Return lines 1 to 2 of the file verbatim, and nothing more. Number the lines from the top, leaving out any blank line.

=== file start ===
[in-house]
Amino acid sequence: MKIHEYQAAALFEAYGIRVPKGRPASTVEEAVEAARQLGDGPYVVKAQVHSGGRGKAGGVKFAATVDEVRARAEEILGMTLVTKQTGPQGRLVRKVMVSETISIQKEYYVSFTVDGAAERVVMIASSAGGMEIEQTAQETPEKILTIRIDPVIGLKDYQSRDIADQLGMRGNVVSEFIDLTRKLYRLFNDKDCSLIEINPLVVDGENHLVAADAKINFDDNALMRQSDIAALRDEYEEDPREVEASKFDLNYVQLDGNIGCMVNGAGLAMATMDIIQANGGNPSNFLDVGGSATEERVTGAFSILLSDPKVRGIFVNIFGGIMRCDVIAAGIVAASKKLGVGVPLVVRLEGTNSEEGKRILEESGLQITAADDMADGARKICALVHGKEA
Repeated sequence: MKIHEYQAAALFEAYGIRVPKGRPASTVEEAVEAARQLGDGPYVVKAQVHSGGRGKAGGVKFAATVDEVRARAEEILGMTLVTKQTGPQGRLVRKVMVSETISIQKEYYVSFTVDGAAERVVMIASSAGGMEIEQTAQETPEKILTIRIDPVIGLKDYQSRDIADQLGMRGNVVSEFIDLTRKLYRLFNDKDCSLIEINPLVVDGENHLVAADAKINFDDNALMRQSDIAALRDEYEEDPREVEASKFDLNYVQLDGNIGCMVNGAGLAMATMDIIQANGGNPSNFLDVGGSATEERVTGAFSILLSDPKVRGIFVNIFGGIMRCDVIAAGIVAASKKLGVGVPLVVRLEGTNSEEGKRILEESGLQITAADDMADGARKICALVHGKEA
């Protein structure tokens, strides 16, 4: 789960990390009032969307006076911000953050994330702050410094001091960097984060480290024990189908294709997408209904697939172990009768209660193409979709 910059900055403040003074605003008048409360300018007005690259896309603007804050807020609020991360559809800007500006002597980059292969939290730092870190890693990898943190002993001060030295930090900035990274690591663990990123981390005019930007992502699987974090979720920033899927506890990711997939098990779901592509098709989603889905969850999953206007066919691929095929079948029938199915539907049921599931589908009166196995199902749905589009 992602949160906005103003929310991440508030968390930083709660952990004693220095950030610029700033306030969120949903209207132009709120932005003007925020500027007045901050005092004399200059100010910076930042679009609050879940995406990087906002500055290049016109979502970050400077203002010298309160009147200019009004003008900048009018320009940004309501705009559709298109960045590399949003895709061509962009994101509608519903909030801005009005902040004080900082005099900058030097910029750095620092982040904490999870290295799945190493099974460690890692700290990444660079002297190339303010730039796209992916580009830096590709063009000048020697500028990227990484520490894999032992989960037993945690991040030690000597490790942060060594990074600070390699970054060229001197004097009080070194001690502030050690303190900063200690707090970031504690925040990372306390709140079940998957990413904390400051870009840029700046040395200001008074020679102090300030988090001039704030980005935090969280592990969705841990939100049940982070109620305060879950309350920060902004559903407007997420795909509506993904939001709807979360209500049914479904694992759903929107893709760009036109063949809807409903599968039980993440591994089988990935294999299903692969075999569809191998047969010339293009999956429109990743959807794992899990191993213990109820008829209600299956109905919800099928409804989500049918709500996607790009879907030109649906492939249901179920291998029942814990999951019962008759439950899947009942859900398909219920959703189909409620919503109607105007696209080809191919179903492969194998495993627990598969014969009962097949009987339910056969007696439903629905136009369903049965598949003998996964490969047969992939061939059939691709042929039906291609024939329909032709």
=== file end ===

[in-house]
Amino acid sequence: MKIHEYQAAALFEAYGIRVPKGRPASTVEEAVEAARQLGDGPYVVKAQVHSGGRGKAGGVKFAATVDEVRARAEEILGMTLVTKQTGPQGRLVRKVMVSETISIQKEYYVSFTVDGAAERVVMIASSAGGMEIEQTAQETPEKILTIRIDPVIGLKDYQSRDIADQLGMRGNVVSEFIDLTRKLYRLFNDKDCSLIEINPLVVDGENHLVAADAKINFDDNALMRQSDIAALRDEYEEDPREVEASKFDLNYVQLDGNIGCMVNGAGLAMATMDIIQANGGNPSNFLDVGGSATEERVTGAFSILLSDPKVRGIFVNIFGGIMRCDVIAAGIVAASKKLGVGVPLVVRLEGTNSEEGKRILEESGLQITAADDMADGARKICALVHGKEA